• From the CentOS Wiki article on SELinux:

    SELinux is a MAC security mechanism implemented in the kernel.  ...  Without SELinux enabled, only traditional discretionary access control (DAC) methods such as file permissions or access control lists (ACLs) are used to control the file access of users.  Users and programs alike are allowed to grant insecure file permissions to others or, conversely, to gain access to parts of the system that should not otherwise be necessary for normal operation.  ...  Essentially under the traditional DAC model, there are two privilege levels, root and user, and no easy way to enforce a model of least-privilege.  Many processes that are launched by root later drop their rights to run as a restricted user ...

    worth the read to put the use of xattrs and ACLs in perspective, because Linux [kernel] treats everything as a file (block devices or network ports) you can tag almost anything with an xattr and enforce some kind of access control via SELinux; it's not just files/folders. https://wiki.centos.org/HowTos/SELinux

  • xattr can cause problems with moving data between systems and file systems, and NFS, where [newer] systems having fuller support of xattr versus older systems which might not recognize all these extended attributes [if at all].  Be mindful of using tar on stuff with xattr; if it stays on that system no problem but if it goes elsewhere can be problematic if the xattrs are important (e.g., Samba and copying between Windows 10 NTFS and Linux ext3/4, btrfs, XFS; or back and forth between network attached storage (NAS) devices).

  • If there is no SELinux or other mechanism enforcing ACLs by what is defined in xattrs, then xattrs can theoretically mean nothing and be dropped or stripped, because at that point it's just extra baggage.

  • Be careful disabling SELinux now in RHEL/CentOS 7 because if file system labels via xattr are lost it will cause problems when changing SELinux back to enforcing or permissive; again it depends on your version of Linux and how it is making use of xattr via SELinux.

Basic Samba share not working in RHEL/CentOS 7... because SELinux by default is set to enforcing; SELinux denies everything until you allow it, so either disable SELinux (bad) or set it to permissive. If you leave SELinux as enforcing, then you have to label the folder you want to Samba share out with an extended attribute, so SELinux will recognize and allow the share. So if you leave SELinux enforcing then with all SELinux commands (which will then set the necessary xattrs):

# from CentOS 7.6 /etc/samba/smb.conf.example

# Turn the samba_domain_controller Boolean on to allow a Samba PDC to use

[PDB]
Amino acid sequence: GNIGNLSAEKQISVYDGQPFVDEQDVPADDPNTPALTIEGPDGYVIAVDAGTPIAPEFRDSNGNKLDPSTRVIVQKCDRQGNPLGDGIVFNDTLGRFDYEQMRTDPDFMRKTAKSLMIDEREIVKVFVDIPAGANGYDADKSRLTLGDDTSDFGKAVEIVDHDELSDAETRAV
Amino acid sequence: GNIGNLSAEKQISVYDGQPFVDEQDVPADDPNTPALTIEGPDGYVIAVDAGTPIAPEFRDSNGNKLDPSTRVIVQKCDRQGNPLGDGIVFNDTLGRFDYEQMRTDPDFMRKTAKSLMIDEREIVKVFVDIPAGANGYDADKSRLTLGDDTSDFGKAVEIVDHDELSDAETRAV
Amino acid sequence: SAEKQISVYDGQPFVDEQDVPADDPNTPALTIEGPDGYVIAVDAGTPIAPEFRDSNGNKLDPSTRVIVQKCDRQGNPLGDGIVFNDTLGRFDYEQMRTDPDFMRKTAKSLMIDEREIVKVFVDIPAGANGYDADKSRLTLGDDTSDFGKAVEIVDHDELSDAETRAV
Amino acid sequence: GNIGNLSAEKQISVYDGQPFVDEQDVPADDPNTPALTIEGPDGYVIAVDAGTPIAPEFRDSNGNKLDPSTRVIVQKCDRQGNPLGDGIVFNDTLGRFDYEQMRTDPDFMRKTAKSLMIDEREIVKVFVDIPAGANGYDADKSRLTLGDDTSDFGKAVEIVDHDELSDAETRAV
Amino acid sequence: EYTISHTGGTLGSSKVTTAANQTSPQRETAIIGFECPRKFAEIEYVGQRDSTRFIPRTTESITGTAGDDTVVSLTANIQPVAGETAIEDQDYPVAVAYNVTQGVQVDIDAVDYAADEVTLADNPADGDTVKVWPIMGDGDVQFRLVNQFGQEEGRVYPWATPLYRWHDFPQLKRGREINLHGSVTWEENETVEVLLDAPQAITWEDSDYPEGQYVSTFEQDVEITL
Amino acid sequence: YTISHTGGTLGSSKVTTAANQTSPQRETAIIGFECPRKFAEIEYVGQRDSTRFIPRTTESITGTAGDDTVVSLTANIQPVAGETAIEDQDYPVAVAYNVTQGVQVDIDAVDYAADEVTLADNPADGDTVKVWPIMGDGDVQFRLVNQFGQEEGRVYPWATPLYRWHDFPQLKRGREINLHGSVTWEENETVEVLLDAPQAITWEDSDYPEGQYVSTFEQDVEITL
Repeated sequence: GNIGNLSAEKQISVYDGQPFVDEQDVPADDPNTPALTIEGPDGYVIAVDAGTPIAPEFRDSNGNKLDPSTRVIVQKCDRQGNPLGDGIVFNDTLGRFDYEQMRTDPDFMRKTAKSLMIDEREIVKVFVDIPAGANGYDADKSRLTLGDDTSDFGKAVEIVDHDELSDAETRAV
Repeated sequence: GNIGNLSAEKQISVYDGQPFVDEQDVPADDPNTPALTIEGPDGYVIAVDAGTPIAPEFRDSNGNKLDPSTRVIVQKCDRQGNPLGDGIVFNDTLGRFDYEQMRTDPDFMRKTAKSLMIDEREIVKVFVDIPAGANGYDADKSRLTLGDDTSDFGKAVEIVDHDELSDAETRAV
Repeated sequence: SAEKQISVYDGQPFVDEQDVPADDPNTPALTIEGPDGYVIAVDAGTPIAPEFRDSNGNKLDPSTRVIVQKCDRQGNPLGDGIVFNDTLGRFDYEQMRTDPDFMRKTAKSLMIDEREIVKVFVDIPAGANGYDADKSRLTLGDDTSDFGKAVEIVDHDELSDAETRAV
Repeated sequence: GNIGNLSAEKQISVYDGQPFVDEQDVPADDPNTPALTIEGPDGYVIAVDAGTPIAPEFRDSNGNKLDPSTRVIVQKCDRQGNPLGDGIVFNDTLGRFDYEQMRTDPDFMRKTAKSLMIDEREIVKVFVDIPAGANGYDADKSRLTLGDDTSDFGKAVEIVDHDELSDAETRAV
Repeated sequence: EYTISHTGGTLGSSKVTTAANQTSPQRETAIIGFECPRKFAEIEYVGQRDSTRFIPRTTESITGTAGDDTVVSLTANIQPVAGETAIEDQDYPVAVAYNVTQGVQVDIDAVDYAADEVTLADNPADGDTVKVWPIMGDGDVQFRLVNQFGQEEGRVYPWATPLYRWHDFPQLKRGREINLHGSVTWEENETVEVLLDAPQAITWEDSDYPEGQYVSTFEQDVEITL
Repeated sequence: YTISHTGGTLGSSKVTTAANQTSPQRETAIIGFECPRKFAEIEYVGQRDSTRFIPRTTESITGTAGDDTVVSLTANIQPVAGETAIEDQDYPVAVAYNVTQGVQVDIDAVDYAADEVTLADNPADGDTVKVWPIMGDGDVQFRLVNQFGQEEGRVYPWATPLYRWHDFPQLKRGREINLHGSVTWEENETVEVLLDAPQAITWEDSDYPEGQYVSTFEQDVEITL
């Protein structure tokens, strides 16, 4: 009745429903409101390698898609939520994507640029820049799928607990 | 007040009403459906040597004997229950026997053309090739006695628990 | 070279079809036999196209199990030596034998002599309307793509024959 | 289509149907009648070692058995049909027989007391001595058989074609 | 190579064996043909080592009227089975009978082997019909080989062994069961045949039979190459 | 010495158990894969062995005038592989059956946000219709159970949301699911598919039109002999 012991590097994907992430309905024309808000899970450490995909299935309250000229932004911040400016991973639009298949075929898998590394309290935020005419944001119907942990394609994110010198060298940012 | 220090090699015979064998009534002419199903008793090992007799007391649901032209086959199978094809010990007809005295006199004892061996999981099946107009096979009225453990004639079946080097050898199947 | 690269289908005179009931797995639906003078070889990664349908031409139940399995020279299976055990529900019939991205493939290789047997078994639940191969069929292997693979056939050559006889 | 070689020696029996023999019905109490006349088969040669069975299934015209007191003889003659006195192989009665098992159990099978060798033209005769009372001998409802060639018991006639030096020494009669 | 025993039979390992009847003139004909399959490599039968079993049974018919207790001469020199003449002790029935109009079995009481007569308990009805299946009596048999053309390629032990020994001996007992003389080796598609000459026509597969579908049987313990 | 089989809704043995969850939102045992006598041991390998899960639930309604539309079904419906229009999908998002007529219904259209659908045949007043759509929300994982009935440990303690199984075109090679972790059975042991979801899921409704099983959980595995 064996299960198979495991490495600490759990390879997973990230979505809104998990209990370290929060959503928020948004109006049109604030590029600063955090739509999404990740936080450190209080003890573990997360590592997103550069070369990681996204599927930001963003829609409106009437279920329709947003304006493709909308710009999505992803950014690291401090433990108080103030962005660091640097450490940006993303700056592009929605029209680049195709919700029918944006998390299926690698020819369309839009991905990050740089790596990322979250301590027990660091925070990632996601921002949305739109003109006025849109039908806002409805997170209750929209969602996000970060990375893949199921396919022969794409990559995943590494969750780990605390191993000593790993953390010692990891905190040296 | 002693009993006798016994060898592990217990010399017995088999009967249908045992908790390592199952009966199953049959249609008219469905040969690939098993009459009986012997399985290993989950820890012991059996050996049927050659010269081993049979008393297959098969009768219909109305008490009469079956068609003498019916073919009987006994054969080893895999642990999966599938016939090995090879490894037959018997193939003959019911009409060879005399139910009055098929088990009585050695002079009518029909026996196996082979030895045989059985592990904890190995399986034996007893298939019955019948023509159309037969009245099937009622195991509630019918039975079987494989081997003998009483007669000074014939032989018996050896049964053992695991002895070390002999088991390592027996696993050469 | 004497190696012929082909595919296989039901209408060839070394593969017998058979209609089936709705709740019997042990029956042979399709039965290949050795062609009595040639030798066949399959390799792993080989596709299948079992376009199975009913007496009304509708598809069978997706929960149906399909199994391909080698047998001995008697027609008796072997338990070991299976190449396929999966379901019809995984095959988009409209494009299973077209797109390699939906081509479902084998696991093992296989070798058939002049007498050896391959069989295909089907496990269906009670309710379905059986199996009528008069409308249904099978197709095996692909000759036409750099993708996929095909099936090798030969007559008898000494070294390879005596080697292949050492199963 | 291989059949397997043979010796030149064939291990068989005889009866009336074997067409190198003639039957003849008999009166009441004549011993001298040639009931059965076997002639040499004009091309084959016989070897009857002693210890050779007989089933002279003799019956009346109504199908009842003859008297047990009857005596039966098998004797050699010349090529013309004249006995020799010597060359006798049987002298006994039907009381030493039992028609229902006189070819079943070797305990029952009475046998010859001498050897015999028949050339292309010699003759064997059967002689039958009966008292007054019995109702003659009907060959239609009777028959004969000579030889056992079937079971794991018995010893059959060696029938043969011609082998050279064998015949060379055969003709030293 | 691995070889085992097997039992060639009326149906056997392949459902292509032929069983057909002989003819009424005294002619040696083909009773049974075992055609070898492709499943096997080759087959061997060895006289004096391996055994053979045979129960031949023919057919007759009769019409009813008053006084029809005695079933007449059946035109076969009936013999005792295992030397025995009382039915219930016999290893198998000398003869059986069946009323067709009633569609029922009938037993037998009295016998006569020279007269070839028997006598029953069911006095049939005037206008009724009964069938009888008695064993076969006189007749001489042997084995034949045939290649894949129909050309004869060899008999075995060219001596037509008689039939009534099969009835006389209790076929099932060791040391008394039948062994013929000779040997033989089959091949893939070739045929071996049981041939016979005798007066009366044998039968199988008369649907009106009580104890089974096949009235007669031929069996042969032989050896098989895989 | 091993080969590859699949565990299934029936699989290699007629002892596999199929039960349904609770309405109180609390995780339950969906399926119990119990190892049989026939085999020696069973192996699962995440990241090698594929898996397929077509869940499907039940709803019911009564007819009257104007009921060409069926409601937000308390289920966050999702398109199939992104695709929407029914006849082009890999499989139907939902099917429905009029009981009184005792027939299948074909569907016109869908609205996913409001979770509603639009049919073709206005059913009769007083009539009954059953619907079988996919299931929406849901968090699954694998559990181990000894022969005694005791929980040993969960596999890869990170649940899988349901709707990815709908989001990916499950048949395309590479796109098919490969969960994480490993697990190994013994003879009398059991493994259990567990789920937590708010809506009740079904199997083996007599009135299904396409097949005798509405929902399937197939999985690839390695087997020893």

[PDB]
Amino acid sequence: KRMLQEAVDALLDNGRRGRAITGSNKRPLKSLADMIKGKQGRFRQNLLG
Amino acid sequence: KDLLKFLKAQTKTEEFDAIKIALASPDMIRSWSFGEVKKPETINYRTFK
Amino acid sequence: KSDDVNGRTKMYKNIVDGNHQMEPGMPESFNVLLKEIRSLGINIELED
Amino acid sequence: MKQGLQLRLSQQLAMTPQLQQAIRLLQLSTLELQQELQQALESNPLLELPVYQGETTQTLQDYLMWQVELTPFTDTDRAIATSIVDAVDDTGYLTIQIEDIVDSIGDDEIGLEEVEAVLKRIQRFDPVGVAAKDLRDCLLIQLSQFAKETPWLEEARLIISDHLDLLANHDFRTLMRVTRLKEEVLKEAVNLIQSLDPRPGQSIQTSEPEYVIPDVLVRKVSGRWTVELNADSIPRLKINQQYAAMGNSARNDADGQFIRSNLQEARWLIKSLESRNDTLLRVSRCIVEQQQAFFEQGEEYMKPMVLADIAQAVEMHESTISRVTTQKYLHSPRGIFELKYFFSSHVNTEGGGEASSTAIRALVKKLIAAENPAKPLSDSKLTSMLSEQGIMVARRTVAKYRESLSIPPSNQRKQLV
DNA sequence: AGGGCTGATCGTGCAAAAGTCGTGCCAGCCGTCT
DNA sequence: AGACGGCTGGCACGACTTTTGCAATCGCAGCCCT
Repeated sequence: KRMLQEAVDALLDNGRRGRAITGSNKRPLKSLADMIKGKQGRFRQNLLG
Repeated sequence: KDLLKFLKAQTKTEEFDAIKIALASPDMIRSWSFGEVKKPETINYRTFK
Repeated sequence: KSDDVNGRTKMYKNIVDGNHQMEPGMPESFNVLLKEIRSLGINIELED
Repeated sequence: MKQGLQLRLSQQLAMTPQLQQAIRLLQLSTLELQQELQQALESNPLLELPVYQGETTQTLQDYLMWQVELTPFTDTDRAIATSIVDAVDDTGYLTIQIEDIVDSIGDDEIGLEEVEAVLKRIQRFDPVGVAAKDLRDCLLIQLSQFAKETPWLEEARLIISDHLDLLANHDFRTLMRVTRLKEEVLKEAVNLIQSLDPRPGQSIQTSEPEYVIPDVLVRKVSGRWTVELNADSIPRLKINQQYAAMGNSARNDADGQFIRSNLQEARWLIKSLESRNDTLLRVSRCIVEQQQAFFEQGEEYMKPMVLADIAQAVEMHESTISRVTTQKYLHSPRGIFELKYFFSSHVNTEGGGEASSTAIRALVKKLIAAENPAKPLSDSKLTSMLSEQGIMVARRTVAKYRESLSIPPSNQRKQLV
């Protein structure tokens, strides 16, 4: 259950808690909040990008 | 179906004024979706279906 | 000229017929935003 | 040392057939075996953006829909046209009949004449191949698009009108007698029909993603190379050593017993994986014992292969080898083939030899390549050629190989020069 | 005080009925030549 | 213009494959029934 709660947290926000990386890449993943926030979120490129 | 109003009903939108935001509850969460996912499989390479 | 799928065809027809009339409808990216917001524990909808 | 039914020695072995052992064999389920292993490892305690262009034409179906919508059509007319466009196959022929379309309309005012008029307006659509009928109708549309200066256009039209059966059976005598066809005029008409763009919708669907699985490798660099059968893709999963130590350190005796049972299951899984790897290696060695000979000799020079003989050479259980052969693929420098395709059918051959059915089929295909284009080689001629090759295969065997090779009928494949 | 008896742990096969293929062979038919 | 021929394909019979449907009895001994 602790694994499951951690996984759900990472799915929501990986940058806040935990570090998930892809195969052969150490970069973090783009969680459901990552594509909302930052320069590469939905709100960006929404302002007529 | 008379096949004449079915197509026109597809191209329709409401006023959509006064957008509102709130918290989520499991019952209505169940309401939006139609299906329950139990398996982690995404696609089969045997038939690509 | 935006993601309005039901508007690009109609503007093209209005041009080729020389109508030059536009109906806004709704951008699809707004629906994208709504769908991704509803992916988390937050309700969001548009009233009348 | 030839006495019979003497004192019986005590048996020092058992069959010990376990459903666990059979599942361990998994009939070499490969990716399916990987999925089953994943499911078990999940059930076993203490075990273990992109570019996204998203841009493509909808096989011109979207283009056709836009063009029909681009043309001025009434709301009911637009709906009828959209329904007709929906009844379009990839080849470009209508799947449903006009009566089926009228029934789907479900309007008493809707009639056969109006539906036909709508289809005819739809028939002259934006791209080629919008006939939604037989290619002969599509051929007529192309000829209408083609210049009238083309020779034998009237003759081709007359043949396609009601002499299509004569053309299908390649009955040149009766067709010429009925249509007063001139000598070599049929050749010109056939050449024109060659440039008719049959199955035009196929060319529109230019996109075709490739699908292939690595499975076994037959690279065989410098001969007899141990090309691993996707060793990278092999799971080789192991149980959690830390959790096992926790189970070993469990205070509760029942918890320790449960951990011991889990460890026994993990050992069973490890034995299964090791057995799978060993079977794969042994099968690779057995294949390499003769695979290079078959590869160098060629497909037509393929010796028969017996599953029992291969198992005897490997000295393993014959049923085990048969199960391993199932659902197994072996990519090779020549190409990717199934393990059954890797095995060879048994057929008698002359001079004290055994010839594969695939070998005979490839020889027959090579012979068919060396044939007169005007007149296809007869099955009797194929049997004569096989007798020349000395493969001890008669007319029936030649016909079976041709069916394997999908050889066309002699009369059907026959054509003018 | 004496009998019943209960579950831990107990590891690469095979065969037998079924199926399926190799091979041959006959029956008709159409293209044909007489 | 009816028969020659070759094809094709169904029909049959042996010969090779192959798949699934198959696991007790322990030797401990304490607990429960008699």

# the useradd and groupadd family of binaries.
# Run the following command as the root user to turn this Boolean on:

setsebool -P samba_domain_controller on

# If you create a new directory, such as a new top-level directory, label it
# with samba_share_t so that SELinux allows Samba to read and write to it.
# Do not label system directories, such as /etc/ and /home/, with samba_share_t,
# as such directories should already have an SELinux label.

# the xattr having the name "samba_share_t" is labelled onto "/mydatashare"
# this xattr of syntax "samba_share_t" is recognized by an existing rule in SELinux
# if the folder does not have the xattr "samba_share_t" then the rule in SELinux
# (when enforced) will prevent access via Samba to the folder.

chcon -t samba_share_t /mydatashare

You further use SELinux, on the Linux system with this Samba share, to enforce restrictions on files/folders under this Samba share (using whatever extended attribute).  Because these files/folders are shared out, a user legitimately copies some to their Windows 10 PC and then copies back, losing the extended attribute.  Now after that back and forth copy, on that Linux system SELinux will restrict access to said files because the necessary xattr is no longer present, and users/admins bang their heads wondering why something just worked and now it doesn't...  Set SELinux to permissive and recognize the problem of lost xattrs showing up in the audit logs but it won't directly indicate it was a result of the back and forth copy losing the xattr.  Also consider data backup and restoration, and potential work needed to remember xattrs in addition to UID/GID if you want to enforce security based on the correct xattrs.


I highly recommend chmod

$ chmod [Options] [Filename]

$ chmod [Option1] [Operator] [Option2] [Filename]

In numerical representation, we have these options:

“0” represents “no permission”

“1” represents “execute permission”

“2” represents “write permission”

“4” represents “read permission”

options in the symbolic form:

“u” indicates file owner

“g” indicates groups

“o” indicates others

“a” indicates all users as owner, group, and others (ugo)

Whereas the chmod command accepts the following operators:

“+”: This operator is utilized to add specified permissions

“–”: This operator is utilized to remove specified permissions

“=”: This operator is utilized to define the exact file permission for any user.

  • Read the other answers, then re-read the question. Your universe will get bigger. Mind did. Aug 7 at 21:55